A man killed instantly alongside his fiancee in a skydiving plane crash had left a haunting message just hours before boarding the fatal flight.
Joey King took to Facebook in March 2014 ahead of his first skydive with his fiance Rahi Hohua to reveal his anxiety about the upcoming flight from Caboolture Airfield, north of Brisbane.
“SO I woke up this morning nervous as hell about skydiving today. I’m about to conquer my greatest fear. I love everyone,” he wrote, oblivious they would be his last words to family and friends.
Some even joked in the comments section it was “nice meeting him” while others joked about claiming his belongings “just in case” anything was to happen.
Yet humorous comments quickly turned to panicked responses from loved ones as news filtered through of a fatal crash in Queensland.
“Cuz hope it wasn’t you’s on that plane,” one response read.
As more comments emerged begging for answers, there was to be no response from Mr King.
Mr King, alongside Ms Hohua, the plane’s pilot, Andrew Aitkin, and instructors Glenn Norman and Juraj Glesk, died in the crash.
Four years on, Mr King’s family have gathered in Brisbane this week for the inquest into what caused the crash.
Skydiving company warned about faulty seat, inquest hears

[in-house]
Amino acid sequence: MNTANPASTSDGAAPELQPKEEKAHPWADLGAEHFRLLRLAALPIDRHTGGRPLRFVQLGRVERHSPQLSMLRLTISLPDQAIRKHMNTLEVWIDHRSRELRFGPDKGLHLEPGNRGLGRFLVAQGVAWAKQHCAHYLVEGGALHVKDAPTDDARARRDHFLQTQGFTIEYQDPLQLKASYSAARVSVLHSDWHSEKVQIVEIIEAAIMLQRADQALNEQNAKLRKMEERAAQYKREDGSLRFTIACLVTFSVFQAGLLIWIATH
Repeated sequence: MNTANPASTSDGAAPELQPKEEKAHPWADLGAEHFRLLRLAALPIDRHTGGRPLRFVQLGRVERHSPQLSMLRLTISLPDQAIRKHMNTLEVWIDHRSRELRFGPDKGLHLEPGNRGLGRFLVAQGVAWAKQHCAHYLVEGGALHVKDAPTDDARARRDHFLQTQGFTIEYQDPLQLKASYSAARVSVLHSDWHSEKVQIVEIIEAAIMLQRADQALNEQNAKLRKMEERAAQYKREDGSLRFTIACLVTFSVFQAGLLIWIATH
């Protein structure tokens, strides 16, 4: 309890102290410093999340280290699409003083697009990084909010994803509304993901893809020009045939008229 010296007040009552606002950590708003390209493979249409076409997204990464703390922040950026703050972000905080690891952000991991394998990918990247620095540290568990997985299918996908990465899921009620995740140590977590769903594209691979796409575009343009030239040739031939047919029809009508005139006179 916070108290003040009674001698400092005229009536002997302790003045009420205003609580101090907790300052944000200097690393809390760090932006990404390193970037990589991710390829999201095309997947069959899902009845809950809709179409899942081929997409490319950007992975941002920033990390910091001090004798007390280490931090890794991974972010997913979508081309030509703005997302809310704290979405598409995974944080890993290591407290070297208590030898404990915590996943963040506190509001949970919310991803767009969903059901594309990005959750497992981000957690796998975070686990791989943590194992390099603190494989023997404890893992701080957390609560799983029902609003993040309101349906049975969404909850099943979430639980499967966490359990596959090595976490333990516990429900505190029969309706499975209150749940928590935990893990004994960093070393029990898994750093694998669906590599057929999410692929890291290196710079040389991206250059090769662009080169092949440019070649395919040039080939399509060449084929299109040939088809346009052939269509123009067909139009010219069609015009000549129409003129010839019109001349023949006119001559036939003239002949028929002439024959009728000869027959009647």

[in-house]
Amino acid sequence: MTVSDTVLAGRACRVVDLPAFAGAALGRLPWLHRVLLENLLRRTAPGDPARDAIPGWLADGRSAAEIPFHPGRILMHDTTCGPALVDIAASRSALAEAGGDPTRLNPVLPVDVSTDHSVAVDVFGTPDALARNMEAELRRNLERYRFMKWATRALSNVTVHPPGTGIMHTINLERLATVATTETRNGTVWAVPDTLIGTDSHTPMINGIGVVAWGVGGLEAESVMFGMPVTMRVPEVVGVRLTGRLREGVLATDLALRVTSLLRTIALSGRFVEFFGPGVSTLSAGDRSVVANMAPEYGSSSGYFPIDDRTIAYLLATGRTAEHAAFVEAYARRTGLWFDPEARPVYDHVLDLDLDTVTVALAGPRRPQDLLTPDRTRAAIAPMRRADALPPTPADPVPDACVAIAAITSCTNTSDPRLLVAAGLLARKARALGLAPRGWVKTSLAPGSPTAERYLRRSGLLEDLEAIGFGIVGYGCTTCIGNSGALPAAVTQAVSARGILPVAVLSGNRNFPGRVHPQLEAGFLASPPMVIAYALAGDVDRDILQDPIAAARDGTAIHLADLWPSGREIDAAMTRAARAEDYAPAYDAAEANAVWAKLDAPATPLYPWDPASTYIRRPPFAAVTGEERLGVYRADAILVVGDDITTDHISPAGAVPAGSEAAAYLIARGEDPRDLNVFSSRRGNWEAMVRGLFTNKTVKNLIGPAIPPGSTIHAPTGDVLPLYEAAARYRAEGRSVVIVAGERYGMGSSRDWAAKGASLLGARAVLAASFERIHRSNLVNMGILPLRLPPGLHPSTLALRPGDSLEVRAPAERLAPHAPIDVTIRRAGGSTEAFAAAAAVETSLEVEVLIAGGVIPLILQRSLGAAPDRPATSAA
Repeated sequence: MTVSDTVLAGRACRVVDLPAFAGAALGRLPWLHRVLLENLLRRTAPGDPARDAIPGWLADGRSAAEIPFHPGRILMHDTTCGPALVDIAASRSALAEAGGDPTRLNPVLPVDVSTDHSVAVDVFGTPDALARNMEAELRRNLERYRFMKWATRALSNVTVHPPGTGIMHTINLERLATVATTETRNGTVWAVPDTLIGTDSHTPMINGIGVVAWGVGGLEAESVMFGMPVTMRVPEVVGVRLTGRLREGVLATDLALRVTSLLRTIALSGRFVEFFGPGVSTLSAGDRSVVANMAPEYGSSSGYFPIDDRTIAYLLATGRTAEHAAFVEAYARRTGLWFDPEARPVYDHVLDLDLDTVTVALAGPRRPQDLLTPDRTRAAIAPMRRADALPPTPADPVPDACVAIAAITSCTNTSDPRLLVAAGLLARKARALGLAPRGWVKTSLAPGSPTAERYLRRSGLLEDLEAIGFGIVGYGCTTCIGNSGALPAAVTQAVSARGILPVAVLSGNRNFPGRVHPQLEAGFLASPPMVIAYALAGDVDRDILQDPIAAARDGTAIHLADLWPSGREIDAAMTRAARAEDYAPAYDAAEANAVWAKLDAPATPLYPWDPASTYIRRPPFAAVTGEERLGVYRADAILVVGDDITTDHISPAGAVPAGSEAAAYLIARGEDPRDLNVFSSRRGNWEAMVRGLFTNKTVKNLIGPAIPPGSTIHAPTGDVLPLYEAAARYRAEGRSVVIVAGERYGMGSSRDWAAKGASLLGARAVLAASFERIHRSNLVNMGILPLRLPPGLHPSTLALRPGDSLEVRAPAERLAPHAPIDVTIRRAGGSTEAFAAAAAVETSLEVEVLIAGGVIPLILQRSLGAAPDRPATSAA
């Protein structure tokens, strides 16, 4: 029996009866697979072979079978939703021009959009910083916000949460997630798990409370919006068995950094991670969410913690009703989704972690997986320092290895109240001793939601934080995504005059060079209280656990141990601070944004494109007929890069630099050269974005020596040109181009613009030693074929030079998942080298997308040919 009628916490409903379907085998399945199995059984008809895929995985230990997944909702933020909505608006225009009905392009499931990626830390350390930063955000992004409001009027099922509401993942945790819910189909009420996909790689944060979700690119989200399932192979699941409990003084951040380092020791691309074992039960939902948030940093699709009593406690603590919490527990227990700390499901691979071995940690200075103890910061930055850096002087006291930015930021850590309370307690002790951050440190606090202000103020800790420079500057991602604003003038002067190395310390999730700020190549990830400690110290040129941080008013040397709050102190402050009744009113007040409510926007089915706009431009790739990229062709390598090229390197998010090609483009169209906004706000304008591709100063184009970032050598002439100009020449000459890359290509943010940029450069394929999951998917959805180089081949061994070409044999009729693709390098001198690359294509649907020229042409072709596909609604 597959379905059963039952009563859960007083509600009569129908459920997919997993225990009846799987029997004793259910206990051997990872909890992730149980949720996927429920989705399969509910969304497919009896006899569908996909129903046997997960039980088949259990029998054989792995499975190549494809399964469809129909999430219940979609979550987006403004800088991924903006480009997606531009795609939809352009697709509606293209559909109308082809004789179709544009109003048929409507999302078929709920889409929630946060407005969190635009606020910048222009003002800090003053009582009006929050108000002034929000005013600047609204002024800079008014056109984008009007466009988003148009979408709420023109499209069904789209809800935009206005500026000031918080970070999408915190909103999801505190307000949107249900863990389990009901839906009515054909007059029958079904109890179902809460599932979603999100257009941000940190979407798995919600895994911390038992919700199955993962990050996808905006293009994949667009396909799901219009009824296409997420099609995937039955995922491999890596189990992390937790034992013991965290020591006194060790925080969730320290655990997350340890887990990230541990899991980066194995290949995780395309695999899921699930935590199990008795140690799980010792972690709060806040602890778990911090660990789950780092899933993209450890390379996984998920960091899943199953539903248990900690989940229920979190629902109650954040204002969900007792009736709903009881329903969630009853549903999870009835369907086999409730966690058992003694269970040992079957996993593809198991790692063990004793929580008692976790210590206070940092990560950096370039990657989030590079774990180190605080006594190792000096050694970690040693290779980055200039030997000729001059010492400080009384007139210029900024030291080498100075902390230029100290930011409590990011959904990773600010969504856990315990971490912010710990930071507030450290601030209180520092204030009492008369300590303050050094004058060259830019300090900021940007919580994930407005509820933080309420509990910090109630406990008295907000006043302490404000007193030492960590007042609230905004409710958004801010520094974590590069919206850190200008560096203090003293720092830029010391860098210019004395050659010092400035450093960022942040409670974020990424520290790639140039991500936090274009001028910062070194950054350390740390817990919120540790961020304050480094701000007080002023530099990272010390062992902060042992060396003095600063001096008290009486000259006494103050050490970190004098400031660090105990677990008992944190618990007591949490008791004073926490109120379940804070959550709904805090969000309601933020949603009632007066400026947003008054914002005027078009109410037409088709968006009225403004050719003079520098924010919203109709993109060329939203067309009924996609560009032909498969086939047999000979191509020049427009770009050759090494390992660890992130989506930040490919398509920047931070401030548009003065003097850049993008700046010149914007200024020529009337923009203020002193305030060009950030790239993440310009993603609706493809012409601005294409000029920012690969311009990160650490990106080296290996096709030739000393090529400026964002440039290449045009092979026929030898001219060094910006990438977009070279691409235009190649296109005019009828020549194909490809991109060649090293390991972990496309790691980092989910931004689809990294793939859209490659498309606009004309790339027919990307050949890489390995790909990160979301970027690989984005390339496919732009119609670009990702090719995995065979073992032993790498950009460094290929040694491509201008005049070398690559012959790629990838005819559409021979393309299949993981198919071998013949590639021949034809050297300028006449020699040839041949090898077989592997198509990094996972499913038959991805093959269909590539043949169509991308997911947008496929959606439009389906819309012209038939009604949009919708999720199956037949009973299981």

On Tuesday, the inquest heard that the skydiving company which operated the Cessna 206 plane was warned about the dangers of a faulty pilot seat.
The aircraft crashed and burst into flames after rolling left about 200 feet in the air.
An inquest has heard unwanted movement by the pilot seat may have been the cause of the crash, which occurred during clear weather.
Mechanisms to prevent Mr Aitken’s seat suddenly sliding backwards on its rails away from the controls were missing, according to transport safety investigators.
Independent pilot Ronald George Creed, who owned an airstrip the skydiving company rented, said he noticed a week before the fatal accident the plane did not have seat-stop mechanisms.
“I told them about the seat stops,” he said in evidence on Tuesday.
“I’ve always got my stops in because I know how critical it is.”
Mr Creed said he would also check for unwanted movement when flying himself by performing a check known as the “Cessna wiggle”.
He said he also noticed the pilot’s seat was off its rails before fixing it, warning it presented a significant safety risk.
But the Adrenalin pilot “didn’t treat it very seriously”, he claimed.
“(I said) this has to be on the rails. It was obvious he didn’t understand,” Mr Creed said.
Mr Creed said he believed Adrenalin ran a safe operation apart from the pilot seat issue.
The inquest continues.